Quotes and prices slowly moving in the right direction

Benjy the bull didn't look like he had a great future when it became obvious that he wasn't interested in fulfilling his primary role. Then Sam Simon of The Simpsons fame came to his rescue and Benjy was set to see out his days in clover, until it was revealed over the weekend that he now faces the big snip.

Was this a good or bad outcome for Benjy? Beef farmers are also unsure as to whether the blockades and the results from the forum meetings are good or bad. The political slogan of 'much done-more to do' springs to mind for most.

The quotes and the prices, while not breaking any records are moving in the right direction, with another increase of 5c/kg obvious for most categories. Despite another big kill of 36,600hd last week, steer quotes are generally around the 385c/kg this week.

While most of them are also being bought at this figure, tough sellers are securing base prices of up to 390c/kg with a number of plants mentioned as willing to pay this.

The heifer quote is more often than not at 390c/kg but 395c/kg is there to be got. Finishers with numbers are holding out for a base of 400c/kg at this stage. The best I heard for young bulls was 395c/kg for a mix of mainly U grades and some Rs.

This was paid in a few factories, while heavy bulls secured 390c/kg. In the main the Us are selling for 380-395, while the Rs are making from 370-385c/kg. O grades are selling for 345-355c/kg.

The cull cow trade is barely holding firm, with the best of them moving at 350-360c/kg. R grades are selling for 340-350c/kg, the Os range from 320-330c/kg, while prices for the P grades vary from 310-320c/kg.


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IFA livestock chairman Henry Burns said that factory agents claim that farmers won't sell unless they can offer a base of €4.00/kg.

"Agents are saying they simply can't get the cattle and the price will have to kick on again this week," he claimed. He added that British cattle prices are up 34c/kg since August.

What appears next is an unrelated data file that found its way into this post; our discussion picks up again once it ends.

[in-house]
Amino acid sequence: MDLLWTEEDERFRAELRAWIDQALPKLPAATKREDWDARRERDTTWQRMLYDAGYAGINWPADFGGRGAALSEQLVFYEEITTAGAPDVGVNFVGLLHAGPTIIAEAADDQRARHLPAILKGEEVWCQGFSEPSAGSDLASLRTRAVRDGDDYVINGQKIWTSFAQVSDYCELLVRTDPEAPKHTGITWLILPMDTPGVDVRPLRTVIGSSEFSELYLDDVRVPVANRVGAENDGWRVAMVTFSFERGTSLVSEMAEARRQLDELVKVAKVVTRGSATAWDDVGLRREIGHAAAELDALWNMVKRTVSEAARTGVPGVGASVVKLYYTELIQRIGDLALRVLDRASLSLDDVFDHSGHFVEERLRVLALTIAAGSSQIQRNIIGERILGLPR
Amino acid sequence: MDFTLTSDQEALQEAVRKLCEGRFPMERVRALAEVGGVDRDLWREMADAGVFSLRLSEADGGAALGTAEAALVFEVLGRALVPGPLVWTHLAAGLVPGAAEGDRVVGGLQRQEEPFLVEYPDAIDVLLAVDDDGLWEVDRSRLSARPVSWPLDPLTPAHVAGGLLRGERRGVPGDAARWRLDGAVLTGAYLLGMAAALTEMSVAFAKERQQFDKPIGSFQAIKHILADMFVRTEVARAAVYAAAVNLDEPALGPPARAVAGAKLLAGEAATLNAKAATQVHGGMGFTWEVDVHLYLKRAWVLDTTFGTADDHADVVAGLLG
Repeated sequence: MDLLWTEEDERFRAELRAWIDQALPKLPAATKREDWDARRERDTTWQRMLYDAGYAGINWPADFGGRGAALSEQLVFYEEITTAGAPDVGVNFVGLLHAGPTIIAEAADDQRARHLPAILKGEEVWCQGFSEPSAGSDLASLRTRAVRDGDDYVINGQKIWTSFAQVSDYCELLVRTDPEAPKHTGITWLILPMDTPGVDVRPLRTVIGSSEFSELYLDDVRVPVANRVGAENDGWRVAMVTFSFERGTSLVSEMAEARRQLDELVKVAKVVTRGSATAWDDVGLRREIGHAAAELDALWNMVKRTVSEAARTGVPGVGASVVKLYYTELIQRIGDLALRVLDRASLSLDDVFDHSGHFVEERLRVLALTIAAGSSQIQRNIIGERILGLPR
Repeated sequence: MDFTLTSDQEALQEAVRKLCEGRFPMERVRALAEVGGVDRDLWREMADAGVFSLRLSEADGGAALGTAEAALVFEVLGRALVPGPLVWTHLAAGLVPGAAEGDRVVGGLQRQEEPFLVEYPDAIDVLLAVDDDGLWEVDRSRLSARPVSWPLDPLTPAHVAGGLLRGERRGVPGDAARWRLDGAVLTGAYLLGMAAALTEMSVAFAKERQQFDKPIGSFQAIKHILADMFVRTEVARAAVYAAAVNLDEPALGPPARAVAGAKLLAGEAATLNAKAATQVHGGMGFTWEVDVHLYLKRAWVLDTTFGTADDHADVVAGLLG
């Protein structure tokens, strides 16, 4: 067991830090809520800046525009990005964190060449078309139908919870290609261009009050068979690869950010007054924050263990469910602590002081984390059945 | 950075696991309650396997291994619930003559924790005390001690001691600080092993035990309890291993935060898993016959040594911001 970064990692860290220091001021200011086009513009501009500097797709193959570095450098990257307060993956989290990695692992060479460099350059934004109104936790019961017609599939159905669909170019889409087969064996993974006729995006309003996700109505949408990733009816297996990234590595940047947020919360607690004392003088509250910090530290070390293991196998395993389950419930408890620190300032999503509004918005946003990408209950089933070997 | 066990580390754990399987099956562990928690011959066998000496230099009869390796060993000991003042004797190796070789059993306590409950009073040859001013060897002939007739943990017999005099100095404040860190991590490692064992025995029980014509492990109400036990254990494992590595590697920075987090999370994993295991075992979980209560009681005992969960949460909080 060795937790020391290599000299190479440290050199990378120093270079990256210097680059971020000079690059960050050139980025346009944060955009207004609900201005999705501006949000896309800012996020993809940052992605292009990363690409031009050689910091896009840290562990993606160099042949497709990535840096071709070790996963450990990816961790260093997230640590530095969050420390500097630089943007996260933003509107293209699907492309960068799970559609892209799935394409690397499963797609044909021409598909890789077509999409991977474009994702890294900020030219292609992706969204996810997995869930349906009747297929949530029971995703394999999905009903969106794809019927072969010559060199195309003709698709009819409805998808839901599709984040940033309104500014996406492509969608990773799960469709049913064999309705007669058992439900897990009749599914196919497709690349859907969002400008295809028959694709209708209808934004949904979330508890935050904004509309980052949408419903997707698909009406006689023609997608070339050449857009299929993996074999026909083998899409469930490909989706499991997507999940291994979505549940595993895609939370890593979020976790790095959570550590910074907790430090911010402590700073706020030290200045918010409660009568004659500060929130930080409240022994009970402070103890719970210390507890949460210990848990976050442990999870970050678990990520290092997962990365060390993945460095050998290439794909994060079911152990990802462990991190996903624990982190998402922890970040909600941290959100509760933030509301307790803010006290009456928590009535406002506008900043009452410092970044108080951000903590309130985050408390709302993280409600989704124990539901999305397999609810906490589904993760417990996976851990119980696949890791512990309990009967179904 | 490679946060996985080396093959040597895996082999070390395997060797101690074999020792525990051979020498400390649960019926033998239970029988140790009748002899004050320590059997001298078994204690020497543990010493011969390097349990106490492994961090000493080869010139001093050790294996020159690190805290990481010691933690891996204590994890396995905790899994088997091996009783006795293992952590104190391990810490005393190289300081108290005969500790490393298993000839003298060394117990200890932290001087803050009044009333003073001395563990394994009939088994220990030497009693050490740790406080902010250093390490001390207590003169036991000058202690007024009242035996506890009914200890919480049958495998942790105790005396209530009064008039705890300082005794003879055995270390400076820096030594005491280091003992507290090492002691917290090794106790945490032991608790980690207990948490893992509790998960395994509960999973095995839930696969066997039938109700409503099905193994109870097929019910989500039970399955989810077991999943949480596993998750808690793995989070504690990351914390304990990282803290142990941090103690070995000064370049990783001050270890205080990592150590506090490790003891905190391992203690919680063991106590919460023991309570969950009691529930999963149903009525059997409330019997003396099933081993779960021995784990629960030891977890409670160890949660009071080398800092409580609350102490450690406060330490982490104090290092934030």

"Even though Irish prices have increased 20-30c/kg in recent weeks, they have a long way to go to make a greater impact on closing the unprecedented price gap between Ireland and Britain," he said.

ICSA beef chairman Edmond Phelan has welcomed the news that the EU Agriculture Committee is drawing up evidence to confirm that a cartel does exist in the Irish meat processing sector.

"Despite various denials, there is a firm belief among farmers that meat processors are operating a cartel, and ICSA welcomes the efforts by MEPs Matt Carthy and Marian Harkin to provide conclusive evidence to this effect," said Mr Phelan.

"The similarity in quotes across the range of factories on a given day, the dominance of the 'big three', and the lack of transparency in relation to the fifth quarter have all contributed to farmers' suspicions that a cartel exists, and it is high time this was investigated.

The control of rendering and, increasingly, feedlots must also be examined," he added.

Bord Bia said that steady demand and some tightening in supply continues to underpin the cattle trade. There has seen some improvement in trade across our key export markets. Prices have increased over the past week across most categories. The majority of steers were purchased at a base price of between €3.80-3.85/kg on the Quality Payment System. Heifers were being purchased on average between €3.85-3.90/kg.


These prices exclude the €0.12/kg bonus which is payable on in-spec QA animals. Prices paid for O grade cull cows were generally making from €3.10-3.25/kg.

Cumulative supplies for the year to date are 10pc or 132,000 head above the figures for the corresponding period last year.

In Britain, reported cattle prices from the AHDB increased with R4L grade steers averaging at 481c/kg including VAT deadweight. Demand has seen some increase, particularly for round cuts, with retail volumes rising on the back of seasonal promotions.

The market in France remained steady on the back of an on-going promotional campaign.

Retail promotions are taking place across a range of cuts such as tongues, featherblades and shanks. The R3 young bull price was up 4c to €3.82/kg and the O3 cow price was down 5c to €3.15/kg. Little change was reported in the Italian market. R3 young bulls were up 12c to the equivalent of €3.85/kg inclusive of VAT. The O3 cow price was down 2c to €2.54/kg.

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